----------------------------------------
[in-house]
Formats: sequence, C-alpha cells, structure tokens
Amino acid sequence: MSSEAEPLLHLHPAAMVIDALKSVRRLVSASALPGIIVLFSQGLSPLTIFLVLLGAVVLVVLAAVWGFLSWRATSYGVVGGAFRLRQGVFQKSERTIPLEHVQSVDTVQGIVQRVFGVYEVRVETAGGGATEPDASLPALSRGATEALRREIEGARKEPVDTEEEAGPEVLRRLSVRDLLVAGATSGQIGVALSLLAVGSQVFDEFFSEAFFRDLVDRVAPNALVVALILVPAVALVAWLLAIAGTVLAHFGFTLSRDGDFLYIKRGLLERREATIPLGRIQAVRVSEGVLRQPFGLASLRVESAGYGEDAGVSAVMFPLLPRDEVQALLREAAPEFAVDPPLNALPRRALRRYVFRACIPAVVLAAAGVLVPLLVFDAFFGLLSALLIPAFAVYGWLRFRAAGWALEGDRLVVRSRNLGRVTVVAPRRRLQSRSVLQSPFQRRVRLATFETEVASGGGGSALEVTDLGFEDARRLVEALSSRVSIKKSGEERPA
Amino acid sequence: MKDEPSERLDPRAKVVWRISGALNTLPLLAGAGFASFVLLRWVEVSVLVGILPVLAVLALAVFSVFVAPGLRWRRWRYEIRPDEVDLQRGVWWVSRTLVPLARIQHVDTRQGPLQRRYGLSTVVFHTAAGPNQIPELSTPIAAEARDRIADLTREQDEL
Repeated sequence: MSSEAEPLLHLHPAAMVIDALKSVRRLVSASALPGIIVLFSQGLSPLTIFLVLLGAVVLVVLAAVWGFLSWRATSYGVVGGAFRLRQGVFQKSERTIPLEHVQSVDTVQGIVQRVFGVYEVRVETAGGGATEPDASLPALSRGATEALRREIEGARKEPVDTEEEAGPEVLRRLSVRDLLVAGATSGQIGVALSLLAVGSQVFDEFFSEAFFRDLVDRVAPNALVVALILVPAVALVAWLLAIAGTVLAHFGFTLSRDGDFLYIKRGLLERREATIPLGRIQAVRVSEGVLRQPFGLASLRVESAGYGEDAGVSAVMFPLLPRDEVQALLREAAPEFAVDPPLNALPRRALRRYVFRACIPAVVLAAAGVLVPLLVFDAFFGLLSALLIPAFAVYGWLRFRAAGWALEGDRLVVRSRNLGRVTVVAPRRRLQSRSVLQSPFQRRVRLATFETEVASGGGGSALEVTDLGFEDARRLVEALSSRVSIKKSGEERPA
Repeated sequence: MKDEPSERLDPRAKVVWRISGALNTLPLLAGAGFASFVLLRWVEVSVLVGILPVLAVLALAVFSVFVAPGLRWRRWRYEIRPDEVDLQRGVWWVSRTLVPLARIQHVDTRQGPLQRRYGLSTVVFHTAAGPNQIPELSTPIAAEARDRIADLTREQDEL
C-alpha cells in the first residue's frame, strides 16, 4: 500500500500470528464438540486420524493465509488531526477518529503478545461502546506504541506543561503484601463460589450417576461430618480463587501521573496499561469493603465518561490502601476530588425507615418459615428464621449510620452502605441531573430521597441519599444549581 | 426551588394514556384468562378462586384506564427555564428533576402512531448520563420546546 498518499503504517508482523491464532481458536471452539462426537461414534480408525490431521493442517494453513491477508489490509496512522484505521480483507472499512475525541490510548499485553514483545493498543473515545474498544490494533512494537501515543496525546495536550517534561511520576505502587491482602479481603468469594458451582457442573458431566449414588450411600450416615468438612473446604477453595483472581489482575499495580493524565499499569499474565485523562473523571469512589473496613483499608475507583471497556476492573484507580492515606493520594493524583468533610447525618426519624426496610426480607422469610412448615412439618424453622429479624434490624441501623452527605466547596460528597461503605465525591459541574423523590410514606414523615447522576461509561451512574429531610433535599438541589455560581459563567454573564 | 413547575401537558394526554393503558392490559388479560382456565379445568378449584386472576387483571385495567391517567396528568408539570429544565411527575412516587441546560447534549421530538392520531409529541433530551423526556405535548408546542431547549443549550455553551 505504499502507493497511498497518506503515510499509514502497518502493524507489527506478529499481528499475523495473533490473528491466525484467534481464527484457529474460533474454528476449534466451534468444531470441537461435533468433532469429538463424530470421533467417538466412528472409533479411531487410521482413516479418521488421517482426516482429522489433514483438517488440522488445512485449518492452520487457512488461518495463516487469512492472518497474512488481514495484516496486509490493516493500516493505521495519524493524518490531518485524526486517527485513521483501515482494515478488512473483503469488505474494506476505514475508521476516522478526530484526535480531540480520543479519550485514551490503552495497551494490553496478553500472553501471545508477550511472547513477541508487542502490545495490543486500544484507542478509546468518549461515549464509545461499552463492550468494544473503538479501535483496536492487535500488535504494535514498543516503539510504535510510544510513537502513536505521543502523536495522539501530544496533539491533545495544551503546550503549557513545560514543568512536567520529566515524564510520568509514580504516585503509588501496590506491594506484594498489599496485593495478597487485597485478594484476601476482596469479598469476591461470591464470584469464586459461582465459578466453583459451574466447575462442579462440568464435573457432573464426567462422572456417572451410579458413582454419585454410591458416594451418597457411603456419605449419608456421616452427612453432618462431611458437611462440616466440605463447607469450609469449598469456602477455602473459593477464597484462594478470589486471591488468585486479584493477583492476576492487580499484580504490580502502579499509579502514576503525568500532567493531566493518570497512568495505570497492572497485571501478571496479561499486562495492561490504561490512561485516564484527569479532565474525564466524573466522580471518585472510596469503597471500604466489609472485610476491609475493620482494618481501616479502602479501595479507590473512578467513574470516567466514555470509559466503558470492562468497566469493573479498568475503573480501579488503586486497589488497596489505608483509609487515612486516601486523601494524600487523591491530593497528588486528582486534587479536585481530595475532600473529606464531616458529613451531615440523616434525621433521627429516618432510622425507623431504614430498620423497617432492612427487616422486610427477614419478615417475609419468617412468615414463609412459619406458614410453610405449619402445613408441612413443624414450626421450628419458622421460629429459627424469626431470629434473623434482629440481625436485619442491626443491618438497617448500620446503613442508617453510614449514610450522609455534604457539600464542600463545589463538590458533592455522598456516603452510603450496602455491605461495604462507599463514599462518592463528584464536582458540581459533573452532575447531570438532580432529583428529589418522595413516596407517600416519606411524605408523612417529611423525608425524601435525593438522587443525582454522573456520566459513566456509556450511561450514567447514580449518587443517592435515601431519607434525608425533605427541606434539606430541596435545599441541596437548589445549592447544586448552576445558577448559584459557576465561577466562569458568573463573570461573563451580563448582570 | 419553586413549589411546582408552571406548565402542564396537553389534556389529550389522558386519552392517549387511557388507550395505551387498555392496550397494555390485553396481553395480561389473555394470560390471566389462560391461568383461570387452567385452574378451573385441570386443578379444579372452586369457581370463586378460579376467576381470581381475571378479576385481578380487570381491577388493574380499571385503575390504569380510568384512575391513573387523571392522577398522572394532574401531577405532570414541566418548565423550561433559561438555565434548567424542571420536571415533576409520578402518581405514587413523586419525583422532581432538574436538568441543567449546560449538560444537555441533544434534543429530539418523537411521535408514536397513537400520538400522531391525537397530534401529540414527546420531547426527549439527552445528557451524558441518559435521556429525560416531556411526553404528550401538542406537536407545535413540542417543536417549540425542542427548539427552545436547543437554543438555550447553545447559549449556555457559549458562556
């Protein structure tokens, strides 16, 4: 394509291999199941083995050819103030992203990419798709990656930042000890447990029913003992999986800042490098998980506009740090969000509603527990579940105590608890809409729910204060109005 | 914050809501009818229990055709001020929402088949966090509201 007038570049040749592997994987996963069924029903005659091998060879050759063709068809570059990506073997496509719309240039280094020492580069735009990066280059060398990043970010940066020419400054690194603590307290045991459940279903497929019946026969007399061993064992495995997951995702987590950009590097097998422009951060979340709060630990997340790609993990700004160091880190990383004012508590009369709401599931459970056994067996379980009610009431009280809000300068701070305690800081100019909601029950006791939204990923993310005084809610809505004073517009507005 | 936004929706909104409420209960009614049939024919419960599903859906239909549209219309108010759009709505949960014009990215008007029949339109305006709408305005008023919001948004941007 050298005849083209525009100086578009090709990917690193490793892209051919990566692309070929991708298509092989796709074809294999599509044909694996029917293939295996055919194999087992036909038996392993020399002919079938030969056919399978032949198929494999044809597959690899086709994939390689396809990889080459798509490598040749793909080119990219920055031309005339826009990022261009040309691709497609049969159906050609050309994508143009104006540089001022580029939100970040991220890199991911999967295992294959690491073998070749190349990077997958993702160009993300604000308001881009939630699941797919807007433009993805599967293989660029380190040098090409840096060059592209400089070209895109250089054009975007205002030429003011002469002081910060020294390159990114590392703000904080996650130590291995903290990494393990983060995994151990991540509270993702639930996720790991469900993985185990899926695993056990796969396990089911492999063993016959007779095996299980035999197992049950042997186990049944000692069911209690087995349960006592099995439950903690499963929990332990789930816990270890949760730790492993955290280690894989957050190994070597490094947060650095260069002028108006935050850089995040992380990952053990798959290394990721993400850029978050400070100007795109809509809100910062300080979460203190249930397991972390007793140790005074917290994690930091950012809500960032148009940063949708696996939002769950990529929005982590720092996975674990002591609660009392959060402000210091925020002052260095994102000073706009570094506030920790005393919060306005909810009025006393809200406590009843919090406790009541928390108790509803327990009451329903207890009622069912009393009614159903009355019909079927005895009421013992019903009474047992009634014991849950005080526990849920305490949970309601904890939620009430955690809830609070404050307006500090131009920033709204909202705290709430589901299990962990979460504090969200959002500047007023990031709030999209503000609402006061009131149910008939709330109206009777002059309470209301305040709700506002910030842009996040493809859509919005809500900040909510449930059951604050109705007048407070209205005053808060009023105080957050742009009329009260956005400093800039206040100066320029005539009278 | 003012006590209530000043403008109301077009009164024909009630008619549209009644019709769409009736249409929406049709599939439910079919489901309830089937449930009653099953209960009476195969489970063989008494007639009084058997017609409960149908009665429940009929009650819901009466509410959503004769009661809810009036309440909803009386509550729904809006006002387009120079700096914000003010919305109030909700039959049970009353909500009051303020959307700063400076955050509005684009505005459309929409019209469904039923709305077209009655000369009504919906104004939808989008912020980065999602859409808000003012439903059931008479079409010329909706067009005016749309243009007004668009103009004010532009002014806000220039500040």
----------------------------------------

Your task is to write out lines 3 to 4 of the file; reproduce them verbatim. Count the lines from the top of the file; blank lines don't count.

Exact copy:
Amino acid sequence: MSSEAEPLLHLHPAAMVIDALKSVRRLVSASALPGIIVLFSQGLSPLTIFLVLLGAVVLVVLAAVWGFLSWRATSYGVVGGAFRLRQGVFQKSERTIPLEHVQSVDTVQGIVQRVFGVYEVRVETAGGGATEPDASLPALSRGATEALRREIEGARKEPVDTEEEAGPEVLRRLSVRDLLVAGATSGQIGVALSLLAVGSQVFDEFFSEAFFRDLVDRVAPNALVVALILVPAVALVAWLLAIAGTVLAHFGFTLSRDGDFLYIKRGLLERREATIPLGRIQAVRVSEGVLRQPFGLASLRVESAGYGEDAGVSAVMFPLLPRDEVQALLREAAPEFAVDPPLNALPRRALRRYVFRACIPAVVLAAAGVLVPLLVFDAFFGLLSALLIPAFAVYGWLRFRAAGWALEGDRLVVRSRNLGRVTVVAPRRRLQSRSVLQSPFQRRVRLATFETEVASGGGGSALEVTDLGFEDARRLVEALSSRVSIKKSGEERPA
Amino acid sequence: MKDEPSERLDPRAKVVWRISGALNTLPLLAGAGFASFVLLRWVEVSVLVGILPVLAVLALAVFSVFVAPGLRWRRWRYEIRPDEVDLQRGVWWVSRTLVPLARIQHVDTRQGPLQRRYGLSTVVFHTAAGPNQIPELSTPIAAEARDRIADLTREQDEL